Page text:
Article

Single-copy chromosomal integration systems for Francisella tularensis.

Department of Microbiology and Immunology, University of Rochester Medical Center, Rochester, NY 14642, USA.
Microbiology (Impact Factor: 2.84). 05/2009; 155(Pt 4):1152-63. DOI: 10.1099/mic.0.022491-0
Source: PubMed

ABSTRACT Francisella tularensis is a fastidious Gram-negative bacterium responsible for the zoonotic disease tularemia. Investigation of the biology and molecular pathogenesis of F. tularensis has been limited by the difficulties in manipulating such a highly pathogenic organism and by a lack of genetic tools. However, recent advances have substantially improved the ability of researchers to genetically manipulate this organism. To expand the molecular toolbox we have developed two systems to stably integrate genetic elements in single-copy into the F. tularensis genome. The first system is based upon the ability of transposon Tn7 to insert in both a site- and orientation-specific manner at high frequency into the attTn7 site located downstream of the highly conserved glmS gene. The second system consists of a sacB-based suicide plasmid used for allelic exchange of unmarked elements with the blaB gene, encoding a beta-lactamase, resulting in the replacement of blaB with the element and the loss of ampicillin resistance. To test these new tools we used them to complement a novel d-glutamate auxotroph of F. tularensis LVS, created using an improved sacB-based allelic exchange plasmid. These new systems will be helpful for the genetic manipulation of F. tularensis in studies of tularemia biology, especially where the use of multi-copy plasmids or antibiotic markers may not be suitable.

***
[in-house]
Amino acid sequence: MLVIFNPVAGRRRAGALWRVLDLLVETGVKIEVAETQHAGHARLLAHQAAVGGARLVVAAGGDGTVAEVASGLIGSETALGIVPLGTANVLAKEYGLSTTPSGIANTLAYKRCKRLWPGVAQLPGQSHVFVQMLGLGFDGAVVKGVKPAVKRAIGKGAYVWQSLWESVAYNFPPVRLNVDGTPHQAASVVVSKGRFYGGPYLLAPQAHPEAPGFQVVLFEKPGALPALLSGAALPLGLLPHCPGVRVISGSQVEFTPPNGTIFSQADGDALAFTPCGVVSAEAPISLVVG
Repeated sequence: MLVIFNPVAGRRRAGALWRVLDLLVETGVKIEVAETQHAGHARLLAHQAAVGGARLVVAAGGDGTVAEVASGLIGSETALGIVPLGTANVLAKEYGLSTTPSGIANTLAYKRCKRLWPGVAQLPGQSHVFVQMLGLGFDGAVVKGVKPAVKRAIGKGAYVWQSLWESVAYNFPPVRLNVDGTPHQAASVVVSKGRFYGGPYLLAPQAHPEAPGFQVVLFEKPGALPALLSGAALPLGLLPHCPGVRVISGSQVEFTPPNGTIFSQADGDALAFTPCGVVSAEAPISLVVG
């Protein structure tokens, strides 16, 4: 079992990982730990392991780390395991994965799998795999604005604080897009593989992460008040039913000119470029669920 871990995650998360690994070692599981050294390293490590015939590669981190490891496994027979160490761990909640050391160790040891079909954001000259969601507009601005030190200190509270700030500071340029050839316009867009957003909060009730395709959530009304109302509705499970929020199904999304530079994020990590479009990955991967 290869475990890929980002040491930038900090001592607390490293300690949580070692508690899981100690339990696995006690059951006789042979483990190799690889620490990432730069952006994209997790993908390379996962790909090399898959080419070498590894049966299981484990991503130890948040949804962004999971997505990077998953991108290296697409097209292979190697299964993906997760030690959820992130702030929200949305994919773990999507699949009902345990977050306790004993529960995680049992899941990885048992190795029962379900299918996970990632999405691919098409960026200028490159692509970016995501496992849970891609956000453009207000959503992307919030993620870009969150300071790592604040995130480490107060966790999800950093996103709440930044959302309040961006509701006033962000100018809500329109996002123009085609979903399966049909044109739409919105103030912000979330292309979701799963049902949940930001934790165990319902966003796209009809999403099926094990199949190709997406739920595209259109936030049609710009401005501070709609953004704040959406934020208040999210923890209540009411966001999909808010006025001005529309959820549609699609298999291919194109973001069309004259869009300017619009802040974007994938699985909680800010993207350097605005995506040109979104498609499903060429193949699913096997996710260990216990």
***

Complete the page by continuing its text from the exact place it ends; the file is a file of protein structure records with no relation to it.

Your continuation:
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Available from: Martin S Pavelka, Nov 21, 2014
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